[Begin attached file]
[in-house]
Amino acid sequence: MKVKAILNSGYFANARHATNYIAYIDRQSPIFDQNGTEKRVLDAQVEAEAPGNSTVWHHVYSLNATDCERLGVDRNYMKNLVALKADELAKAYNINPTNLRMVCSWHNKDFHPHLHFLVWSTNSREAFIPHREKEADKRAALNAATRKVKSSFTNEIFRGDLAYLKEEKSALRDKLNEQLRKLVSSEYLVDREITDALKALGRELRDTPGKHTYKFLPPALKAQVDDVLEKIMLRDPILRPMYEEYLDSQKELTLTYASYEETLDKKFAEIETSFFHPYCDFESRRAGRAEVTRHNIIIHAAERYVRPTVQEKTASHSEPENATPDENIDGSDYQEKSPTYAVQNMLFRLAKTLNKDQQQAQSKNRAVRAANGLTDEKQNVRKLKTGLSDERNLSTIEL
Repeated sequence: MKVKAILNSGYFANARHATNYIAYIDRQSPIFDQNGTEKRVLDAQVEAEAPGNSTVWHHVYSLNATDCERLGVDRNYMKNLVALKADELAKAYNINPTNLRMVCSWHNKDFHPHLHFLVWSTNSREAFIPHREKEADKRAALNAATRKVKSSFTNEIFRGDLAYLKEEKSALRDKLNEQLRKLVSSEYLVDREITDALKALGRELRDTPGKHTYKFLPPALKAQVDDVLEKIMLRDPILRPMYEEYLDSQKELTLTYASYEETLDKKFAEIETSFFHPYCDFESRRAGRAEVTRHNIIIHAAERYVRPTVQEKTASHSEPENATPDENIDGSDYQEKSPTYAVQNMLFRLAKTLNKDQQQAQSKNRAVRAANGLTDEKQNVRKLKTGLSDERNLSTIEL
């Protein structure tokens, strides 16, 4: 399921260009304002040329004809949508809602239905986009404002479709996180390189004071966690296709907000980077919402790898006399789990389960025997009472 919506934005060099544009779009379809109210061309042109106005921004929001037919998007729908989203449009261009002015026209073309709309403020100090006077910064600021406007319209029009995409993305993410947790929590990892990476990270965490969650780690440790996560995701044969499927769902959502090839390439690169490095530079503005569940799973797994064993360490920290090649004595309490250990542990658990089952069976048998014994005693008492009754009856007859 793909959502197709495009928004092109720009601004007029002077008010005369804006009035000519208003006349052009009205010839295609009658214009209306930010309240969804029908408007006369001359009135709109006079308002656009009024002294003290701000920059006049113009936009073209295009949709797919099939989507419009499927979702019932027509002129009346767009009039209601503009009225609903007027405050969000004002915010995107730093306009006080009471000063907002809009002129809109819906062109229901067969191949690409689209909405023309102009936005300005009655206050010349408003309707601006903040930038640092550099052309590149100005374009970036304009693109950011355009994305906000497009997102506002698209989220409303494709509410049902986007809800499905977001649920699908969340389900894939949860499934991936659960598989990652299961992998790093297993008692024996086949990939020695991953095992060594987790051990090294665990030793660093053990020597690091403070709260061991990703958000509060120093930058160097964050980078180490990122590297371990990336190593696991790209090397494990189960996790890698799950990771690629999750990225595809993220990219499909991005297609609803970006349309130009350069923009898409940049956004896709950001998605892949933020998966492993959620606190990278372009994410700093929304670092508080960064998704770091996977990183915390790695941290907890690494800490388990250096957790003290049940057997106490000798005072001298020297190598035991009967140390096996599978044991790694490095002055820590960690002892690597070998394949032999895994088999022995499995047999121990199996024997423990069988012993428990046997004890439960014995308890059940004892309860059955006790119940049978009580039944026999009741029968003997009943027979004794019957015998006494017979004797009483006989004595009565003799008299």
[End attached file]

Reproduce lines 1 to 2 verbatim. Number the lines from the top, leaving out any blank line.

[in-house]
Amino acid sequence: MKVKAILNSGYFANARHATNYIAYIDRQSPIFDQNGTEKRVLDAQVEAEAPGNSTVWHHVYSLNATDCERLGVDRNYMKNLVALKADELAKAYNINPTNLRMVCSWHNKDFHPHLHFLVWSTNSREAFIPHREKEADKRAALNAATRKVKSSFTNEIFRGDLAYLKEEKSALRDKLNEQLRKLVSSEYLVDREITDALKALGRELRDTPGKHTYKFLPPALKAQVDDVLEKIMLRDPILRPMYEEYLDSQKELTLTYASYEETLDKKFAEIETSFFHPYCDFESRRAGRAEVTRHNIIIHAAERYVRPTVQEKTASHSEPENATPDENIDGSDYQEKSPTYAVQNMLFRLAKTLNKDQQQAQSKNRAVRAANGLTDEKQNVRKLKTGLSDERNLSTIEL